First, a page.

Brussels, 05 May 2004
The World Health Organisation (WHO) is to join forces with GlaxoSmithKline and the Medicines for Malaria Venture (MMV), a non-profit foundation, in order to develop a new drug for treating malaria.
The malaria crisis in Africa is escalating, and resistance to existing drugs is one of the principal causes. Traditional treatments for malaria, such as chloroquine and sulfadoxine/pyrimethamine are becoming less and less effective.
This drug resistance can only be tackled with the development of new treatments. The new drug will combine chlorproguanil, dapsone and artesunate (CDA).
'Partnership is essential to combine resources and expertise; and accelerate the process of providing safe, effective and affordable drugs. It is the best way to help ensure that a drug such as CDA gets to the people in need as quickly as possible,' said Chris Hentschel, CEO of MMV.
The project will use the results of previous work on the development of dapsone and chlorproguanis as its starting point. This research was funded by the UK government's department of international development with the proviso that if CDA were to be successful as a result of this initiative, it will be made available at preferential prices to the public sector in countries with endemic malaria. If targets are met, the new drug will be ready for regulatory submission in 2006.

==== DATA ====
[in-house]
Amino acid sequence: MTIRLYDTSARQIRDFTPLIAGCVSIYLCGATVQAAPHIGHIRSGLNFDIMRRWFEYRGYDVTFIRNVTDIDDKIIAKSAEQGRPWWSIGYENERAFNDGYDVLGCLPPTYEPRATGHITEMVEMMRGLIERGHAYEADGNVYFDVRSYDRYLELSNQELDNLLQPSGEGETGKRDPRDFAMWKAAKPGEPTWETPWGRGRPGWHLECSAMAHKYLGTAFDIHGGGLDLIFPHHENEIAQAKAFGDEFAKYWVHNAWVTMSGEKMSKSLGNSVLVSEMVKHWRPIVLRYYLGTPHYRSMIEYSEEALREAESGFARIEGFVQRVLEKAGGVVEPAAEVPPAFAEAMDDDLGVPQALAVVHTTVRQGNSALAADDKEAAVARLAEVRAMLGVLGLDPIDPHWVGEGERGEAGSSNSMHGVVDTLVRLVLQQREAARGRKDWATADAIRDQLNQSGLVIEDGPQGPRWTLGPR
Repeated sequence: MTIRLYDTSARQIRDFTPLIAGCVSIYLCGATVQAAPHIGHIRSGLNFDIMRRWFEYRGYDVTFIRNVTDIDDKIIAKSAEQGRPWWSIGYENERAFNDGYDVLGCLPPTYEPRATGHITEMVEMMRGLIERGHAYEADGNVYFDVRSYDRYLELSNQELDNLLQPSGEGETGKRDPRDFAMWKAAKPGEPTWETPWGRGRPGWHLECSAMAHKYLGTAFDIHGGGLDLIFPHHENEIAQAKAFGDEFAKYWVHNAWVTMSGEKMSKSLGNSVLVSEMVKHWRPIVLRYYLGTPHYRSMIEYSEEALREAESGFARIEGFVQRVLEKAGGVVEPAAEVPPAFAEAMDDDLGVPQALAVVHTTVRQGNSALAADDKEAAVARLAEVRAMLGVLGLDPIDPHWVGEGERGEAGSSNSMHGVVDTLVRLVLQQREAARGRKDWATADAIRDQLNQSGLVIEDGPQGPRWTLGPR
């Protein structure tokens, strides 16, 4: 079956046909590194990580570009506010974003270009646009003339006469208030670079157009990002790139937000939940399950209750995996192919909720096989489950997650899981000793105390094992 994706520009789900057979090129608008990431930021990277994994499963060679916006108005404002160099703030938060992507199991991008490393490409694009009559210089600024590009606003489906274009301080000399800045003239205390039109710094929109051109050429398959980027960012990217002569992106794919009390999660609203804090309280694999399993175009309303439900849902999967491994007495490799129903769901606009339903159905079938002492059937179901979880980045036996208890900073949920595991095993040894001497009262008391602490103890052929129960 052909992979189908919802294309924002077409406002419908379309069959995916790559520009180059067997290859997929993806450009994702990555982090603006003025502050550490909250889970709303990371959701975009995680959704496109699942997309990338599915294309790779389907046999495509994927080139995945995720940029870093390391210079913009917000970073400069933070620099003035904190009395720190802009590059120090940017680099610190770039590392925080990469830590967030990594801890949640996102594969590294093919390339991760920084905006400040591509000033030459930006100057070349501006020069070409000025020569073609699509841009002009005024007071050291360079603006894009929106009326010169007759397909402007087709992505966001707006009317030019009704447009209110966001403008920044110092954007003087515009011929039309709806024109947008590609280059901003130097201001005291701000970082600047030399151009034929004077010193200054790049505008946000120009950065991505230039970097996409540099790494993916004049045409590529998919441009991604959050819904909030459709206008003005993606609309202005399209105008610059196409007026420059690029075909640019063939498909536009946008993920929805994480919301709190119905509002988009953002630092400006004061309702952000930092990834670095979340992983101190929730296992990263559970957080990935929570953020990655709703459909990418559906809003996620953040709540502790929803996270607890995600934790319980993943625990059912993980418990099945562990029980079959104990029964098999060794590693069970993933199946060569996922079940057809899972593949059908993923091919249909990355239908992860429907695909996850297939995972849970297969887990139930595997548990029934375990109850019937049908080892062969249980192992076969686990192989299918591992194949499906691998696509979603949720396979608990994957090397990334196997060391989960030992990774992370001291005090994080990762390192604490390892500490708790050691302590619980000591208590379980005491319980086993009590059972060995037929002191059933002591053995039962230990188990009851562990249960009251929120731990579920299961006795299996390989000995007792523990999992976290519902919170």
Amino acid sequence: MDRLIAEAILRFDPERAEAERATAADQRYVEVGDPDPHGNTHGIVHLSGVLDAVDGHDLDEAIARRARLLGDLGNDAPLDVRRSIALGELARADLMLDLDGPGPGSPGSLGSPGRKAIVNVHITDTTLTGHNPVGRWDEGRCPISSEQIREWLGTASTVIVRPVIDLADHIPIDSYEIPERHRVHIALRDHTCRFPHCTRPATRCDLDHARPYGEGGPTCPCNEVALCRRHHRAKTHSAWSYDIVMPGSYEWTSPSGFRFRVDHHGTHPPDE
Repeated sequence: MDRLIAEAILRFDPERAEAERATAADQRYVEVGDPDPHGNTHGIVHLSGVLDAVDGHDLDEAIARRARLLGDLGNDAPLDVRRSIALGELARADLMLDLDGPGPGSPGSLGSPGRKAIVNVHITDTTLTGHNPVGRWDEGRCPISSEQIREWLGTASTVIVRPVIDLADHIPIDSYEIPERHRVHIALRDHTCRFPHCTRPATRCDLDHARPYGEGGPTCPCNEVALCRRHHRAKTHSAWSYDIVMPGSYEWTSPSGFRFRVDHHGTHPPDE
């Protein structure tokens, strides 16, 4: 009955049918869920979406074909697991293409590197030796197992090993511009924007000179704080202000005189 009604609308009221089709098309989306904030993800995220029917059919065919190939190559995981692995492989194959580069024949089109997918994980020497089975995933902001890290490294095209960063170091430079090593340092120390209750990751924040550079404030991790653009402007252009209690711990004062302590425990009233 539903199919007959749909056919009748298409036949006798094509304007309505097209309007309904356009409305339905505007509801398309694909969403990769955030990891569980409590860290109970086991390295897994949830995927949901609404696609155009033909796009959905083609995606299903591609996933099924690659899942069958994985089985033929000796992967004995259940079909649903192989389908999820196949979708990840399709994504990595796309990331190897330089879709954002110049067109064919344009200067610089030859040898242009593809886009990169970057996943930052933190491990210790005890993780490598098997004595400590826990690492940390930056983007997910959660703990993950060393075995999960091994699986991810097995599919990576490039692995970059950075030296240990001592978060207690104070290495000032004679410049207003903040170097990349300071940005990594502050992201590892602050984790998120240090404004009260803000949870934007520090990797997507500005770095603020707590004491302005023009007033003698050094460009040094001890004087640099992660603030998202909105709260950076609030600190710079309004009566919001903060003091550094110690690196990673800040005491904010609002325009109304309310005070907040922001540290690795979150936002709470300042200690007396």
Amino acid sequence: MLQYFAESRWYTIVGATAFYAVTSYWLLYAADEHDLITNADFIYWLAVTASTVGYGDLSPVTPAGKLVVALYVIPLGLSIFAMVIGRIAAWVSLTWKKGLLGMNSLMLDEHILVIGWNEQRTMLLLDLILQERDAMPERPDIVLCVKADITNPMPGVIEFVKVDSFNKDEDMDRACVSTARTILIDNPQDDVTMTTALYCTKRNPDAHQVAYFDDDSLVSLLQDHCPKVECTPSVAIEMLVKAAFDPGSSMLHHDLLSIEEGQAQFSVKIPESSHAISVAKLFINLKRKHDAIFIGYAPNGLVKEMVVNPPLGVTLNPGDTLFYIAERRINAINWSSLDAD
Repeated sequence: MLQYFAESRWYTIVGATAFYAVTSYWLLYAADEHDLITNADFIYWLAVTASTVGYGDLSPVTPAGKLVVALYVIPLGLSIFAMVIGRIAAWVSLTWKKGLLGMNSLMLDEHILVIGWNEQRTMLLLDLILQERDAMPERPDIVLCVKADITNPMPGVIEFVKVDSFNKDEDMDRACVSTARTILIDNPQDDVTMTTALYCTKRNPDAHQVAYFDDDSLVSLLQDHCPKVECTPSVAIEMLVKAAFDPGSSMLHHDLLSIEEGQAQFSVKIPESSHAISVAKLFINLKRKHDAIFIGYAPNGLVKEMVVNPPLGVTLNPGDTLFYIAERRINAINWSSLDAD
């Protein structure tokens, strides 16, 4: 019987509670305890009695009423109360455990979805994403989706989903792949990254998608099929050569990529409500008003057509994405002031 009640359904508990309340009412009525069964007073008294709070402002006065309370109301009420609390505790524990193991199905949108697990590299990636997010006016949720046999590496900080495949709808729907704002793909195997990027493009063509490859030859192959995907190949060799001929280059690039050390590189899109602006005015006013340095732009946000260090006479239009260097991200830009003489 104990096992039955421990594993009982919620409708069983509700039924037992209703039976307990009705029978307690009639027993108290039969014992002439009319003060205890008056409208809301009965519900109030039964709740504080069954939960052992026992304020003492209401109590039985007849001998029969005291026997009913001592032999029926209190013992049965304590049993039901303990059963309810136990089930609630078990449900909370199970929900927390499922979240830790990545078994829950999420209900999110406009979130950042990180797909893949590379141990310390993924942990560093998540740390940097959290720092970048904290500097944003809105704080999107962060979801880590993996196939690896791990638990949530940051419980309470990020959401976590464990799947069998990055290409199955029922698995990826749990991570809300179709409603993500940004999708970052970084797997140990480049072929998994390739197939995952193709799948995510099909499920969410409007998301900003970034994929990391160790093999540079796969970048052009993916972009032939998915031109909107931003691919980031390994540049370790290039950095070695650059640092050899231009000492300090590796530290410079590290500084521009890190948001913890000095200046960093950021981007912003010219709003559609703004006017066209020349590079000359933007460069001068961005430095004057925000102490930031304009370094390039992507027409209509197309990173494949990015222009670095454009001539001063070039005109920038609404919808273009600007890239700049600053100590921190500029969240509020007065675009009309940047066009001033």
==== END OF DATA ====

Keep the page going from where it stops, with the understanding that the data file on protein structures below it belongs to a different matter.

The WHO estimates that there are between 300 and 500 new cases of malaria annually. Malaria is believed to be directly responsible for one million deaths every year, and indirectly for a further 1.7 million. The disease is the leading cause of death in young children in Africa.
In addition to the human toll, malaria costs Africa around ten billion euro annually, and consumes 40 per cent of all public health spending, according to the WHO.